“I do simple calisthenics. But probably that’s one thing, I don’t walk around much.” His wife does wai tan kung, a Chinese exercise, “only if I wake up early,” she says.
Concepcion, in fact, still seems quite sharp, passionately speaking about his optimism for the 2016 elections and Namfrel’s role and goals; his “disappointment” with President Aquino’s handling of the passage of the RH bill (Concepcion served as trade secretary under the President’s mother); his thoughts on the prospect of a Filipino pope (“The Philippines is a Catholic country and it’s the only Catholic country that counts… Maybe God will decide that it’s time for a Filipino pope to be a symbol of Catholicism. The more Catholic Filipinos will become”); and even the possibility of once again serving in the barangay level.
Why he’s not slowing down
“By nature, I am a fighter,” he says when asked why he’s not slowing down to enjoy retirement. “What drives me is that I know that if we work together, we can build a great nation. In 2016, we will ask the candidates to sign a document with Namfrel, that they will implement their platforms. They bind themselves to us. They should be held accountable. It’s to keep them on their toes. They voted for you not just as an individual but for your platforms!”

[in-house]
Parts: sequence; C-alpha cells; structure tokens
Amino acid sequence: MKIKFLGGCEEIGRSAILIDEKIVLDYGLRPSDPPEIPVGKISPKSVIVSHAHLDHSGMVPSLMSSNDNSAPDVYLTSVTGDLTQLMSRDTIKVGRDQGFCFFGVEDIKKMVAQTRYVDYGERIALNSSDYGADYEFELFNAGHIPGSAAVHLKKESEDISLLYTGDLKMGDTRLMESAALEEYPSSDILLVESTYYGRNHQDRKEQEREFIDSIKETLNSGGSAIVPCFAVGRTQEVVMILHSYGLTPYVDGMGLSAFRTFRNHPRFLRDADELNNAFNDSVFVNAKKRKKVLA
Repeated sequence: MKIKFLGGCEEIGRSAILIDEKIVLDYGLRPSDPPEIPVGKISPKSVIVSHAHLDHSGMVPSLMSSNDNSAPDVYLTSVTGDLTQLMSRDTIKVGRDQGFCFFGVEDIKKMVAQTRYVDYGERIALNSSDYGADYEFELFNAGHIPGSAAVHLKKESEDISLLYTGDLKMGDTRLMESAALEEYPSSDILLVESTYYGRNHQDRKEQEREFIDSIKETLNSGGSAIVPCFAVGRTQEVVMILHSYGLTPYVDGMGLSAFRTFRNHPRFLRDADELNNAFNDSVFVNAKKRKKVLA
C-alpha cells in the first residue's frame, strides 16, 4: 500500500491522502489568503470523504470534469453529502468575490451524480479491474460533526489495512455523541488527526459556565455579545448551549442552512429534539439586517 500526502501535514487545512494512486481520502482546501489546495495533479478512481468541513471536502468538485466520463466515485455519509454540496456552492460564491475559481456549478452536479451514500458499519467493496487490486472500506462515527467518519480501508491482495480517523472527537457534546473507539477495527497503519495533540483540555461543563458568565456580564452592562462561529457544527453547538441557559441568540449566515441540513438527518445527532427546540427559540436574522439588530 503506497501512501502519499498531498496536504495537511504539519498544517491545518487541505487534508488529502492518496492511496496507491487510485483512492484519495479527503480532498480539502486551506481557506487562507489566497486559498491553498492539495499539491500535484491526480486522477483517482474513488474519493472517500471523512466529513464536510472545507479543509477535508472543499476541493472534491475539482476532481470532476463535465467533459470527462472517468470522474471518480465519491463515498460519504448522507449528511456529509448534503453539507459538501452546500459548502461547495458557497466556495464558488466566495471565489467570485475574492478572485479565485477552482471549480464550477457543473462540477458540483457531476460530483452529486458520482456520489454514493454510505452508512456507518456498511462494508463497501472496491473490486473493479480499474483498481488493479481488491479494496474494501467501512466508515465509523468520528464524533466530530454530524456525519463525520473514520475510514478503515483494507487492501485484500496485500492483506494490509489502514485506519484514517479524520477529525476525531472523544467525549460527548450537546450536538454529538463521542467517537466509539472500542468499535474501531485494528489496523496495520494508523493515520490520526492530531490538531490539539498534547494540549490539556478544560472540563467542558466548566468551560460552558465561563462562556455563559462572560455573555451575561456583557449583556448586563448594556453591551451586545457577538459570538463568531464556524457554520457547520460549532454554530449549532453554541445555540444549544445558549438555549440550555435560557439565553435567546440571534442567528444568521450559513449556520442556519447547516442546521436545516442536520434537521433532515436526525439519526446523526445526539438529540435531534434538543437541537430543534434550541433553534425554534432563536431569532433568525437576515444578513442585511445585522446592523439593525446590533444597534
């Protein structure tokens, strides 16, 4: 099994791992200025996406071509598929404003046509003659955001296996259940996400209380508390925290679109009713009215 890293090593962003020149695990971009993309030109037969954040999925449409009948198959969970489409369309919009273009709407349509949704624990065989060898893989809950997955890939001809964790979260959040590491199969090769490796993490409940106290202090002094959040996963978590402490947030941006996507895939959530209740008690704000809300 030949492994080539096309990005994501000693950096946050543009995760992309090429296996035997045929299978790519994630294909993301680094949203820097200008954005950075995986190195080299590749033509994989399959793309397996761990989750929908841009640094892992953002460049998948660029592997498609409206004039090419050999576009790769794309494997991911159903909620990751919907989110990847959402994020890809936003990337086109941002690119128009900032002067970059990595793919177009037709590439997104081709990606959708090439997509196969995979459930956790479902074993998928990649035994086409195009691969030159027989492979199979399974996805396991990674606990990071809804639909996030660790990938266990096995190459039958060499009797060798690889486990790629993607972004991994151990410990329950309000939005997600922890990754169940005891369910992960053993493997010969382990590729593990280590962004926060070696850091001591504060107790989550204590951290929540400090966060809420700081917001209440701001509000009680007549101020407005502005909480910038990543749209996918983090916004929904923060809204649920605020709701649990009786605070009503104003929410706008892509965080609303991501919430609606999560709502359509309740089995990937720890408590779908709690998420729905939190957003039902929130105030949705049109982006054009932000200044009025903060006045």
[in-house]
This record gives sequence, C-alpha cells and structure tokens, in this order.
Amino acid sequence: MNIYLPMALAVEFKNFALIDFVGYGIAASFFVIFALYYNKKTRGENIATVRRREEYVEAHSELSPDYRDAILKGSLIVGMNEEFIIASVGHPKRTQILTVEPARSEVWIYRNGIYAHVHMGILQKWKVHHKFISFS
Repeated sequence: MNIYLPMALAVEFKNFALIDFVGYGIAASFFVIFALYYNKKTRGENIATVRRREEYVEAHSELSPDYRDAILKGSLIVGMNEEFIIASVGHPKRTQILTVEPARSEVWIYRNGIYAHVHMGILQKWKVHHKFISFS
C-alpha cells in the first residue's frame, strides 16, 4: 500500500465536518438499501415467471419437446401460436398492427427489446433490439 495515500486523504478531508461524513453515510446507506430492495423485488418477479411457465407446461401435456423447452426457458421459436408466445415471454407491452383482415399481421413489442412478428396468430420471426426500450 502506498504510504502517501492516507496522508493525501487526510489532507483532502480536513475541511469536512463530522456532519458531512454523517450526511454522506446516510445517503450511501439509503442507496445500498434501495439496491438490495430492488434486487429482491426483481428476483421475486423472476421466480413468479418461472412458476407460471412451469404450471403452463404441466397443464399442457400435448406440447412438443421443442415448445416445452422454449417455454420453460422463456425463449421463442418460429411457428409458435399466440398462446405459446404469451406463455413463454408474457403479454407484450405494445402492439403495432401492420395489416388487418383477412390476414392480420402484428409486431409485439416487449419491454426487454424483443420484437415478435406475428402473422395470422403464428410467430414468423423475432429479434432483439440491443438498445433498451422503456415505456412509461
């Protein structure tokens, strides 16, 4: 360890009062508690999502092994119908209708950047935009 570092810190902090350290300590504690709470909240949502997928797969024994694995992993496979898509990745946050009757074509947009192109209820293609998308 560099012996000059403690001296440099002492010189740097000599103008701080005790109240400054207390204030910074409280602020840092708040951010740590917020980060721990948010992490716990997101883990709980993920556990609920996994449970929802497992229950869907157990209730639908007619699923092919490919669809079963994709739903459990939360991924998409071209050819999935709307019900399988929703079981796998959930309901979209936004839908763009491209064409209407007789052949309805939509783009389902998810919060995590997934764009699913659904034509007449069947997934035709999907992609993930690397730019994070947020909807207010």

Concepcion, a compulsive note-taker, is armed with scribblings as he sits with us for this interview. His son, Joey, now manages “everything” in the company “but I take care of the foundation.”
He is, however, technologically challenged; he only uses the computer as a “typewriter,” says his wife. A secretary prints out his e-mails. He can’t text, though he voice-records instructions to his staff. He hopes, however, to learn how to use the iPad “because it’s big.”
The Concepcions have so far not opted to bank their stem cell, even with a standing offer of a discount.
“The third [infusion] is more than enough already! I’m too active. I told Dr. Ganss I should receive a commission because so many have gone to him after hearing about me,” Concepcion says with a laugh.